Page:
As we look ahead to a year of continued uncertainty, organizations across MENA face a multitude of social, economic, and health-related threats. Building resilience ahead of the curve is a fundamental social, economic and business-continuity imperative.
Yet research shows that a great many MENA organizations are operationally and psychologically ill-prepared for the risks - and the opportunities - that lie ahead. Those risks include climate change, cybercrime and ‘people risk’, of which climate change is arguably the greatest.
Despite its well-known threat to social, economic, and environmental sustainability, the climate crisis offers opportunities for regional growth. With COP27 in Egypt and COP28 scheduled for the UAE, we have a historic opportunity to showcase our commitments to climate change mitigation and sustainability.
The good news is that policymakers across the region have stepped up as global leaders on climate change, net zero and the energy transition. Net zero commitments have been made by the governments of Bahrain, Kuwait, Oman, Saudi Arabia and the UAE, while state-backed oil and gas companies like Saudi Aramco, Qatar Energy, and the UAE’s ADNOC have committed to reducing their greenhouse gas emissions and reliance on carbon-intensive production.
These represent a cohesive regional understanding that the energy transition is necessary, real, and economically viable. Right across the energy sector, new value chains are emerging in areas like carbon capture, blue hydrogen, fuel cell technologies and electric mobility.
Combined, these represent significant opportunities for regional growth and the realization of new supply chains with multiplier effects on economic development, job creation and economic resilience. Taking advantage of the opportunities inherent within such risks is as important for economic growth as it is for risk mitigation – they are two sides of the same coin.
Yet research shows that the majority of organizations in MENA are ill-prepared to mitigate risk and (subsequently) unprepared to take advantage of the opportunities. When it comes to building resilience against future shocks, there is a concerning lack of readiness – particularly with the threat of cybercrime.
Indeed, findings in the new Middle East & Africa State of Cyber Resilience report from Marsh and Microsoft suggests that the dearth of operational and psychological readiness should be a cause for concern. It shows that, after questioning over 660 regional and global cyber risk decision makers, only 4 per cent of Middle East and Africa respondents are ‘highly confident’ in their organizations current risk management program.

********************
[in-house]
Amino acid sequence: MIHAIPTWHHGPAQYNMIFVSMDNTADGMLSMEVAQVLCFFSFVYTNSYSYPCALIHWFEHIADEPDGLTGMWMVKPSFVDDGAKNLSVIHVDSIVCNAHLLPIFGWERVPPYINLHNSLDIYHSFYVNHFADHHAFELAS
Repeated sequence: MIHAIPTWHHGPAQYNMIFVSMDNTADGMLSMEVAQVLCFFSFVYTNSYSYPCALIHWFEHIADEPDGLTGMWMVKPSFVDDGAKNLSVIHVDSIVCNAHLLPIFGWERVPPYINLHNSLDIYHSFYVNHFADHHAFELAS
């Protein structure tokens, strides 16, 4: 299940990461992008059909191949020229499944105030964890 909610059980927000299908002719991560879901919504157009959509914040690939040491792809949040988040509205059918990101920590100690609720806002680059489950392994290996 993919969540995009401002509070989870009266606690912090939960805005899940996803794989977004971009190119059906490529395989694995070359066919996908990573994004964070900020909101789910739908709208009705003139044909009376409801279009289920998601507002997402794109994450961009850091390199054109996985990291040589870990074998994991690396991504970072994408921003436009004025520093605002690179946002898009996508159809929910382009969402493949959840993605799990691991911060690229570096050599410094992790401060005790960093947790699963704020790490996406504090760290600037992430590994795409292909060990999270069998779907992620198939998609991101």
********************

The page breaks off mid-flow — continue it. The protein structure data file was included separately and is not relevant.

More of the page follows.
The report also shows that the majority of organizations are still struggling to understand the risks posed by their vendors and digital supply chains as part of their cybersecurity strategies, with 60 per cent of respondents stated that they have not conducted a risk assessment of their vendors or supply chains.
These statistics make it clear that the vast majority of businesses in the region have significant work to do in advancing their cybersecurity capabilities.
People risk refers to a range of issues that threaten the productivity, safety, security, and sustainability of a workforce. According to the Mercer Marsh ‘Benefits MEA People Risk Report’, the region faces its own unique ‘people risk’ challenges – including cybersecurity and data privacy. Sadly, a scarcity of skilled resources makes it harder for businesses to understand and manage cybersecurity risks – pointing toward an enduring digital talent gap. Companies also face risks attached to catastrophic personal life events, communicable health conditions, and financial probity.
Holistic resilience strategies
A first crucial step towards building resilience is to develop a comprehensive risk management approach that incorporates risk management at a much deeper, operational, structural and strategic level. This means moving away from purchasing means-to-an-end insurance products, towards a holistic approach based on an understanding of each organisation’s unique industry, strategy and operating mode as well as risks trends and enabling solutions.
For the insurance and risk management industry, this means developing pertinent data pools and bringing together local knowledge and worldwide trends and insights, to help businesses to develop resilience against local, regional, and global emerging threats.
As with cybercrime and climate change, tackling people risk requires expert consultancy that makes it possible for companies to appreciate the severity and nature of people risk that they face.
Using data, market understanding and modelling strategies, businesses gain the ability to build resilience strategies that accurately reflect their unique circumstances, leaving them well-placed to survive future shocks – and take advantage of the many opportunities that present themselves in an ever-changing world.